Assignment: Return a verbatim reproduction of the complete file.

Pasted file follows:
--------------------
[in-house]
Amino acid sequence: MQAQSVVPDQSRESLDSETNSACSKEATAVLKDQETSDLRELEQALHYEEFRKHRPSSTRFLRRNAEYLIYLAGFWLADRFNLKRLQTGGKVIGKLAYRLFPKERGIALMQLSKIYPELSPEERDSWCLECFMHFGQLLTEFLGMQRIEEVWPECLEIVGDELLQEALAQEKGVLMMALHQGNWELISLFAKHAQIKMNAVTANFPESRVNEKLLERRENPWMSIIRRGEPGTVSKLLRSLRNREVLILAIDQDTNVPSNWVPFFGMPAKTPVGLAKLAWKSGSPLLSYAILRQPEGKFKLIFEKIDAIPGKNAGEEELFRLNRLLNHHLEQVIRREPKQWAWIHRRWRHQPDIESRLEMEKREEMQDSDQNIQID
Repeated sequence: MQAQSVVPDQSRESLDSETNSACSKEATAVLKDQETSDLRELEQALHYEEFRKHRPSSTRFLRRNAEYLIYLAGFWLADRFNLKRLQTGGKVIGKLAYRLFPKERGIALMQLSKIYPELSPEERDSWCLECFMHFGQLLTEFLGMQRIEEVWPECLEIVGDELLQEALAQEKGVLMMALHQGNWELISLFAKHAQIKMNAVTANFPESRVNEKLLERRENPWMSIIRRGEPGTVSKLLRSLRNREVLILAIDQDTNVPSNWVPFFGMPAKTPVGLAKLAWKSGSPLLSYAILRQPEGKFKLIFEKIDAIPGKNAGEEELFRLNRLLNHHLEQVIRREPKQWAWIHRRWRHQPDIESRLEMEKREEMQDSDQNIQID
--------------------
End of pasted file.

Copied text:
[in-house]
Amino acid sequence: MQAQSVVPDQSRESLDSETNSACSKEATAVLKDQETSDLRELEQALHYEEFRKHRPSSTRFLRRNAEYLIYLAGFWLADRFNLKRLQTGGKVIGKLAYRLFPKERGIALMQLSKIYPELSPEERDSWCLECFMHFGQLLTEFLGMQRIEEVWPECLEIVGDELLQEALAQEKGVLMMALHQGNWELISLFAKHAQIKMNAVTANFPESRVNEKLLERRENPWMSIIRRGEPGTVSKLLRSLRNREVLILAIDQDTNVPSNWVPFFGMPAKTPVGLAKLAWKSGSPLLSYAILRQPEGKFKLIFEKIDAIPGKNAGEEELFRLNRLLNHHLEQVIRREPKQWAWIHRRWRHQPDIESRLEMEKREEMQDSDQNIQID
Repeated sequence: MQAQSVVPDQSRESLDSETNSACSKEATAVLKDQETSDLRELEQALHYEEFRKHRPSSTRFLRRNAEYLIYLAGFWLADRFNLKRLQTGGKVIGKLAYRLFPKERGIALMQLSKIYPELSPEERDSWCLECFMHFGQLLTEFLGMQRIEEVWPECLEIVGDELLQEALAQEKGVLMMALHQGNWELISLFAKHAQIKMNAVTANFPESRVNEKLLERRENPWMSIIRRGEPGTVSKLLRSLRNREVLILAIDQDTNVPSNWVPFFGMPAKTPVGLAKLAWKSGSPLLSYAILRQPEGKFKLIFEKIDAIPGKNAGEEELFRLNRLLNHHLEQVIRREPKQWAWIHRRWRHQPDIESRLEMEKREEMQDSDQNIQID